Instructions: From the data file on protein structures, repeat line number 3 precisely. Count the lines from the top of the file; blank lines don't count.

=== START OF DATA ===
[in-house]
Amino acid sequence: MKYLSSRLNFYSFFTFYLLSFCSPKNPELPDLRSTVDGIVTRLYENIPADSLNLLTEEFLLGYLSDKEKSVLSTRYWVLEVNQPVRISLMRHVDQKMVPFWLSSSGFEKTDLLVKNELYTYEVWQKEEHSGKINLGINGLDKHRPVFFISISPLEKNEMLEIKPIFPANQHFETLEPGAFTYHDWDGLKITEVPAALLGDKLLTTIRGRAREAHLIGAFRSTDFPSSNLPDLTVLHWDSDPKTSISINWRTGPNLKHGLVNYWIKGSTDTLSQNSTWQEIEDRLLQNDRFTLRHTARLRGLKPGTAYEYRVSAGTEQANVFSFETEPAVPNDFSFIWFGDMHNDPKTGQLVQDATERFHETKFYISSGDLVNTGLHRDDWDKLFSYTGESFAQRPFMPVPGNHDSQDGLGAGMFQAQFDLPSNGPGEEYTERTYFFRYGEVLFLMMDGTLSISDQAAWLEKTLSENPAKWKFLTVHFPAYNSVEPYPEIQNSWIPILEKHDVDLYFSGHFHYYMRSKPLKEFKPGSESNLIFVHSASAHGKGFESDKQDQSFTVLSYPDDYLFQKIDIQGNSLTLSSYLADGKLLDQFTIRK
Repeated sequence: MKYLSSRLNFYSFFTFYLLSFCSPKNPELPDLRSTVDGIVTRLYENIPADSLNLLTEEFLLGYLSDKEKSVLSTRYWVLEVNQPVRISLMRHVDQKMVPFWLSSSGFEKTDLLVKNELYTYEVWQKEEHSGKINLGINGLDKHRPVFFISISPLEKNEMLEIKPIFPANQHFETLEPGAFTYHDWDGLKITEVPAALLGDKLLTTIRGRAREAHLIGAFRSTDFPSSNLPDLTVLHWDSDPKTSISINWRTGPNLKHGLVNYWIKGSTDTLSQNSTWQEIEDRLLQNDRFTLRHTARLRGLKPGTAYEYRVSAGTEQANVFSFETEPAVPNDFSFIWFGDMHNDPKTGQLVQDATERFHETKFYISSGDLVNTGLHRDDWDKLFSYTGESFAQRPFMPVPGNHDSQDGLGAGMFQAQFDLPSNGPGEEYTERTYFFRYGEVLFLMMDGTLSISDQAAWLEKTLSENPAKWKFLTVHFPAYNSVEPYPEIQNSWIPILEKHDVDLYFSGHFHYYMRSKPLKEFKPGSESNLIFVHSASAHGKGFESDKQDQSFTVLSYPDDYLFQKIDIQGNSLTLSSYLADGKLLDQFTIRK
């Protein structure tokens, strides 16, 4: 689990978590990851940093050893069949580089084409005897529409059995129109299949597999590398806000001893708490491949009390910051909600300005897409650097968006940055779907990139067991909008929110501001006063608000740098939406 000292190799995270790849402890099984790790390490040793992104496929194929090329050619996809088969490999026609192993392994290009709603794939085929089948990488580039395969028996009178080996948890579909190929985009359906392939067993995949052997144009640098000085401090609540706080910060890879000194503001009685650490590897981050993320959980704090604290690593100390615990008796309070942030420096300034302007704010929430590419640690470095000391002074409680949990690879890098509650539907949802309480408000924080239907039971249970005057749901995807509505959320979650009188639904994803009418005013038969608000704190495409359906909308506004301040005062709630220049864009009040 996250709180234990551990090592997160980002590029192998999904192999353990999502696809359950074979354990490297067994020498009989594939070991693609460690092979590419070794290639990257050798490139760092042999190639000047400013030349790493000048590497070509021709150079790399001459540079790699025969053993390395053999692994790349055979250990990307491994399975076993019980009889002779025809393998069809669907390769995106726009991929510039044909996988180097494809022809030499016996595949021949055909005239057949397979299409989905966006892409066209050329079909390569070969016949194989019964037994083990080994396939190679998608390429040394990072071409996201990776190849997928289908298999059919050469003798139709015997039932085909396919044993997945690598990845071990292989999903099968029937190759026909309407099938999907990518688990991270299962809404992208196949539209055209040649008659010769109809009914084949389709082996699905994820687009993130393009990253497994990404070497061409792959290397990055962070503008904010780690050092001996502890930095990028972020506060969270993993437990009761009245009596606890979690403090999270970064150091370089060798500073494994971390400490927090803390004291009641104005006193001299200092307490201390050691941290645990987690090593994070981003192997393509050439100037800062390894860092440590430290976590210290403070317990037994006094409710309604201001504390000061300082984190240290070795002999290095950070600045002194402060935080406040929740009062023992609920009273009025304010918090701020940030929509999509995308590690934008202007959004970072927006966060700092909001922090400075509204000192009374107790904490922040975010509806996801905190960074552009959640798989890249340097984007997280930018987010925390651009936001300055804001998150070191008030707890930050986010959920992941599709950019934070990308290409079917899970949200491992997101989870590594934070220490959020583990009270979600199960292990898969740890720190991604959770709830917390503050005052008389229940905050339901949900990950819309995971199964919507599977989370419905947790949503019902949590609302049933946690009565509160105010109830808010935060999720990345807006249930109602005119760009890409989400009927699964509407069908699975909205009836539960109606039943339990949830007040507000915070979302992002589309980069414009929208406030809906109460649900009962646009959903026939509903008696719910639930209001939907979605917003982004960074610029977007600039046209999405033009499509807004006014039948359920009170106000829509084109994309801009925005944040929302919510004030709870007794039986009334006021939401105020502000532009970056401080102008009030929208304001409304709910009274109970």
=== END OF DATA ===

Repeated sequence: MKYLSSRLNFYSFFTFYLLSFCSPKNPELPDLRSTVDGIVTRLYENIPADSLNLLTEEFLLGYLSDKEKSVLSTRYWVLEVNQPVRISLMRHVDQKMVPFWLSSSGFEKTDLLVKNELYTYEVWQKEEHSGKINLGINGLDKHRPVFFISISPLEKNEMLEIKPIFPANQHFETLEPGAFTYHDWDGLKITEVPAALLGDKLLTTIRGRAREAHLIGAFRSTDFPSSNLPDLTVLHWDSDPKTSISINWRTGPNLKHGLVNYWIKGSTDTLSQNSTWQEIEDRLLQNDRFTLRHTARLRGLKPGTAYEYRVSAGTEQANVFSFETEPAVPNDFSFIWFGDMHNDPKTGQLVQDATERFHETKFYISSGDLVNTGLHRDDWDKLFSYTGESFAQRPFMPVPGNHDSQDGLGAGMFQAQFDLPSNGPGEEYTERTYFFRYGEVLFLMMDGTLSISDQAAWLEKTLSENPAKWKFLTVHFPAYNSVEPYPEIQNSWIPILEKHDVDLYFSGHFHYYMRSKPLKEFKPGSESNLIFVHSASAHGKGFESDKQDQSFTVLSYPDDYLFQKIDIQGNSLTLSSYLADGKLLDQFTIRK